Bluke-It seems that what concerns you is not that people can't sit and learn in YU but that there is no program for such people. Anyone can get a chavrusa, learn in the BM and attend a shiur. In fact, several people do. But they do not recieve the fringe benefits i.e. housing from the yeshiva. This makes perfect sense to me as there is a shortage of space for such housing, and YU must distribute it judiciously.
I'm not much of a psychoanalyst, but it seems to me that another aspect that might have disturbed you is the social issue. People who just learn i the BM, or even those who join the Chaver program are generally viewed as lightweight, or lacking seriousness. There is thus a great deal of unspoken pressure to join the semikha program, even if you do not intend to become a Rav or a mechanech.

bluke said...

Now that you put it that way I guess I agree with you on some level.

My problem with YU is that they seemingly don't see any value in someone just sitting and learning not towards something (semicha or chaver) while I believe that this is tremendously valuable and should be pushed. It is not so simple to do what you suggest, just show up in the Beis Medrash and go to a shiur (in fact, I don't even know if they will let you in the building without a YU id). You will feel uncomfortable and therefore very few people will do it. However, if YU allowed people to just sit and learn and do what they want, I think they would get more people taking this option up leading to more people leraning torah for more time.

Anonymous said...

"in fact, I don't even know if they will let you in the building without a YU id)."

i think someone on hirhurim done explained that this adds to the stature of YU:)

I think you are right on all accounts. That the guys start learning at an older age, and they are in "professional" programs. I think that's the biggest weakness - the notion that learning can be modeled on a professional degree program.

"In many yeshivas guys stop going to shiur at the age of 20, 21"

The shiurim in YU are mainly at the high school level in other yeshivas, for the reason that bluke mentioned - that the guys are typically starting off learning seriously at an older age, and combining it with other studies.

You just don't get the same total hours over the years.

One advantage YU has is that the graduates have better research tools and skills than products of UO yeshivas. But they have poorer reading skills, are less rigorous, etc. than the typical yeshiva guys. It's very striking to me that the UO yeshiva guy is a more rigorous reader, and thinker, than the YU guy - and this is probably the product of NOT being forcefed shiurim as adults but ...."throw around sevaros" as you put it. That does have its points, not least of which is that it makes them less dependent on authority and more independent thinkers.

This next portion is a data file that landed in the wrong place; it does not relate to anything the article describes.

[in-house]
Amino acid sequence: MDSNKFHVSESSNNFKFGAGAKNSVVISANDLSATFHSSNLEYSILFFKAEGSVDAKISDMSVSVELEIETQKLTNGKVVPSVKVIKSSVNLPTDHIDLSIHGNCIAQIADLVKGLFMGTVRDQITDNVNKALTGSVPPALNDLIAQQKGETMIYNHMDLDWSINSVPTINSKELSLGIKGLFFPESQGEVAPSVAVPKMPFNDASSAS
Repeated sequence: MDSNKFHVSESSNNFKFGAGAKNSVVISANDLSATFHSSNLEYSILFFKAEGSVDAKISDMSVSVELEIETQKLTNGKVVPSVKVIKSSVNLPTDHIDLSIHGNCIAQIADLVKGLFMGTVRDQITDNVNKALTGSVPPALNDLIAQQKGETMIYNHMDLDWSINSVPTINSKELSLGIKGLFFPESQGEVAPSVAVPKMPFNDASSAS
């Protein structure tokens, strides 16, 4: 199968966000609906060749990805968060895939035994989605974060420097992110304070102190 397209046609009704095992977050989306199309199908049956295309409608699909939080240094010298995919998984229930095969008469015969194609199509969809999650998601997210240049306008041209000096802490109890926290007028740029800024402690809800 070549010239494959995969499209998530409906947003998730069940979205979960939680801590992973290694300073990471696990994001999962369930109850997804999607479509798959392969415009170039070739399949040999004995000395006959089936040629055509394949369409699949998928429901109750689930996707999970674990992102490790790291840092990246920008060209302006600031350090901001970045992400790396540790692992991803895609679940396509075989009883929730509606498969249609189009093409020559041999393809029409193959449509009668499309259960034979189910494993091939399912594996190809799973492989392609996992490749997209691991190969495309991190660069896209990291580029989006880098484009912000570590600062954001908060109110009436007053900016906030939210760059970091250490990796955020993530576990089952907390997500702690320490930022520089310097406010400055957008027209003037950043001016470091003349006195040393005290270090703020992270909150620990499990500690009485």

bluke said...

I disagree with you a number of points that you made.
1. that the shiurim are at a high school level. The shiurim that I attended in YU (mostly R' Shachter) were at a high level. I currently attend shiurim in a RW night kollel and the shiurim are not at a higher level then YU.
2. the UO yeshiva guy is a more rigorous reader, and thinker, than the YU guy I have learned b'chavrusa with the products of various UO yeshivas, I have not found their thinking to be more rigorous or their reading skills to be that great. It all depends on the person. In fact, I think that YU person is more questioning of authority and therefore more willing to approach the text critically.

The problem with throwing around sevaros is that you may be missing a major point, e.g. that your sevara is against a gemara in (pick your obscure masechta) or is just wrong. A Rebbe helps you with that. There is a fine line between a good shiur that makes you think and one that spoonfeeds you the information.

I do agree with your comment about "professional programs", this to my mind is the main weakness of YU.

Anonymous said...

What can I say? I've listened to many hours of shiurim at yu online, and I disagree. I see smicha level and beyond shiurim in which no preparation was required, the r"y spends 45 mins of an 1 1/2 hr shiur explaining rashi/tosfos etc.
I dont know what a RW night kollel is.
It always depends on the guy, but no, I meant that they land up *dependent* on authority b/c they never developed the skills as thoroughly.
"A Rebbe helps you with that."
If youre looking at the sugya properly and the seforim on the sugya you shouldnt be missing things.

bluke said...

A RW night kollel is a kollel where the Rosh Kollel is a big talmid chacham from Ponovezh and most of the guys are learning in kollel in the Mir during the day. Myself and 1 other YU guy are learning there as well and do not find the shiurim to be over our heads or above the level that we experienced in YU.

Anonymous said...

OK.
I'm just basing my remarks on listening to ..by now, roughly 80-90 hours of shiurim at the YU website, many of which are smicha and postsmicha oriented.

Shmuel said...

Good post, good comments.
1. Why doesn't YU fix this glaring problem?
2. How does YU have the audacity to force smicha candidates into some graduate program (at Revel, Azrieli, etc.) simultaneously? That really does eat away a lot of precious Torah time. I don't get that at all. Is it for "well-roundedness" sake? How about a little Torah well-roundedness?

bluke said...

You are not forced to go to graduate school. Anyone who wants can learn in the kollel in the afternoon (which is what I did). Grad school is an alternative instead of learning in the afternoons.